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In re Adoption of E.B.F.

Court of Appeals of Indiana

July 7, 2017

In re Adoption of E.B.F., J.W., Appellant-Respondent,
v.
D.F., Appellee-Petitioner.

         Appeal from the Greene Circuit Court The Honorable Erik C. Allen, Judge Trial Court Cause No. 28C01-1501-AD-1

          Attorney for Appellant Mark Small Indianapolis, Indiana

          Attorney for Appellee Ashley Dyer Dyer Law, L.L.C. Linton, Indiana

          Mathias, Judge.

         [¶1] In this contested adoption case, we consider whether the trial court clearly erred in ruling that the adoptive child's genetic mother failed without justifiable cause to communicate significantly with the child for one year when she was able to do so. Concluding it did not err in coming to that conclusion, we affirm.

         Facts and Procedural Posture

         [¶2] E.B.F. ("Child") was born to J.W. ("Mother") and M.F. ("Father") in 2003 in Sullivan County, Indiana. Mother and Father were never married. In 2005, Father married D.F. ("Step-Mother"). Mother was Child's primary physical custodian for the first ten years of Child's life.

         [¶3] In 2013, Father brought a paternity action in Greene Circuit Court. On December 12, 2013, that action resulted in an agreed order modifying custody, whereby Mother and Father would continue to share legal custody, Father would assume primary physical custody, and Mother would pay $0.00 for Child's support. Mother was to be given parenting time "at such times and upon such conditions as the parties are able to mutually agree." Appellant's App. p. 10.

         [¶4] Mother saw Child on Christmas Day, December 25, 2013. The instant adoption petition was filed by Step-Mother almost exactly one year later, January 2, 2015. Between December 25, 2013, and January 2, 2015, Child lived with Father and Step-Mother in Linton, Greene County, Indiana, and had little contact with Mother. Mother's mother ("Grandmother") at first had some contact with Child, but that too eventually waned. For some part of this period, Mother struggled with dependence on opioids, methamphetamine, and marijuana; was unemployed; was in a physically abusive marriage; and moved frequently around Greene County, though never more than an hour away from Linton. Eventually, however, Mother divorced her abuser and was able to find stable housing, employment, and a measure of control over her drug dependencies. She still wished to parent Child and opposed Step-Mother's adoption petition when it was filed.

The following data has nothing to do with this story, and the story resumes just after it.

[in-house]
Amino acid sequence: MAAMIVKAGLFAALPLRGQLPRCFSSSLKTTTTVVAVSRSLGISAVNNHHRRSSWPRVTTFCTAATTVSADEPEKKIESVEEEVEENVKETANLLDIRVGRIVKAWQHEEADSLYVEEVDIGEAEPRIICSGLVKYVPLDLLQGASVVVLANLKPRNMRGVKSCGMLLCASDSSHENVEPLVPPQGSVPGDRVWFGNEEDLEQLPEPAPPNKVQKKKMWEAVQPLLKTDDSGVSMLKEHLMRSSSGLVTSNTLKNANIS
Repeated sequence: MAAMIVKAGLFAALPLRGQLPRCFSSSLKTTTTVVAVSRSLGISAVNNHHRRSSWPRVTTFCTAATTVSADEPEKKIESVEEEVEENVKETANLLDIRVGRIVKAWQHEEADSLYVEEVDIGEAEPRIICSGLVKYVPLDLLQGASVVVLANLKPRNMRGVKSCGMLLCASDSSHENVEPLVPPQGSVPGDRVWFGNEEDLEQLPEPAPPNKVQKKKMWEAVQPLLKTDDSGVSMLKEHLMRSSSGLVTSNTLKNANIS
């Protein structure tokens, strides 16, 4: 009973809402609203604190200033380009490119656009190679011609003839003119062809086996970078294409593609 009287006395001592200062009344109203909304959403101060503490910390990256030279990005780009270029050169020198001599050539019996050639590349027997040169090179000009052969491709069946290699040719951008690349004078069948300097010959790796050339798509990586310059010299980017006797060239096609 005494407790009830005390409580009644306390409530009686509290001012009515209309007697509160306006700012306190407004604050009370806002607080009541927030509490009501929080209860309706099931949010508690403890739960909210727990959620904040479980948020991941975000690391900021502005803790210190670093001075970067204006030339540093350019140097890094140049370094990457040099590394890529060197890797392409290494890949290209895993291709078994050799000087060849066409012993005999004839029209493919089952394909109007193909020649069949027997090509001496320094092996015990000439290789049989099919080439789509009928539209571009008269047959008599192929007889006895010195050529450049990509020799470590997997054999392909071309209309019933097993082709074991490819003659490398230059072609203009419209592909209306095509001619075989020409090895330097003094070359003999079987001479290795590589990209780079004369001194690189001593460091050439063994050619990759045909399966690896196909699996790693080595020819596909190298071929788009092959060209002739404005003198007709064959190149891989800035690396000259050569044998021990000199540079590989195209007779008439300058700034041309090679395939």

[¶5] On August 20, 2015, and October 2, 2015, the trial court held a consent hearing to determine whether Mother's consent to adoption was required by statute. On November 25, 2015, the trial court ruled that Mother's consent was not required. Mother appealed that ruling and then voluntarily dismissed her appeal on the authority of this court's decision in Adoption of S.J., 967 N.E.2d 1063, 1066 (Ind.Ct.App. 2012) (dismissing appeal from similar ruling sua sponte because taken neither from final judgment nor from appealable interlocutory order). On November 3, 2016, and December 21, 2016, the trial court held a best-interest hearing to determine whether adoption by Step-Mother would be in Child's best interest. On January 13, 2017, the trial court ruled that adoption would be in Child's best interest and granted Step-Mother's petition.

         [¶6] Mother now appeals, again challenging the trial court's ruling that her consent to adoption was not required.

         Standard of Review

         [¶7] In the hearing at issue in this appeal, it was Step-Mother's burden to prove by clear and convincing evidence that Mother's consent to adoption was not required. In re Adoption of S.W., 979 N.E.2d 633, 640 (Ind.Ct.App. 2012). Mother contends (and the trial court agreed) that Step-Mother's burden was proof by "clear, cogent, and indubitable evidence[, ]" In re Adoption of Augustyniak, 505 N.E.2d 868, 870 (Ind.Ct.App. 1987), but this standard has been abrogated. S.W., 979 N.E.2d at 640; In re Adoption of M.A.S., 815 N.E.2d 216, 219 (Ind.Ct.App. 2004) (interpreting 2003 statutory amendments).

         [¶8] We will not set aside the trial court's judgment in an adoption matter unless it is clearly erroneous. In re Adoption of O.R., 16 N.E.3d 965, 973 (Ind. 2014). A judgment is clearly erroneous if the evidence fails to support the court's findings, or if the findings fail to support the court's judgment. Id. We will not impose our own view of whether the evidence was clear and convincing. M.A.S., 815 N.E.2d at 220. Rather, without weighing the evidence or assessing credibility of witnesses, and considering only the probative evidence and reasonable inferences therefrom in support of the judgment, we ask whether a reasonable trier of fact could have concluded that the judgment was supported by clear and convincing evidence. Id.

         Discussion and Decision

         [¶9] Generally, a noncustodial genetic parent's consent to adoption is required before an adoption petition may be granted. Ind. Code § 31-19-9-1(a)(2). However, the parent's consent is not required "if for the period of at least one . . . year the parent . . . fails without justifiable cause to communicate significantly with the child when able to do so[.]" Id. ยง 8(a)(2)(B). Thus, the petitioner in a contested adoption bears the burden of proving several elements under this subsection: a period of at least one year; absence of significant ...


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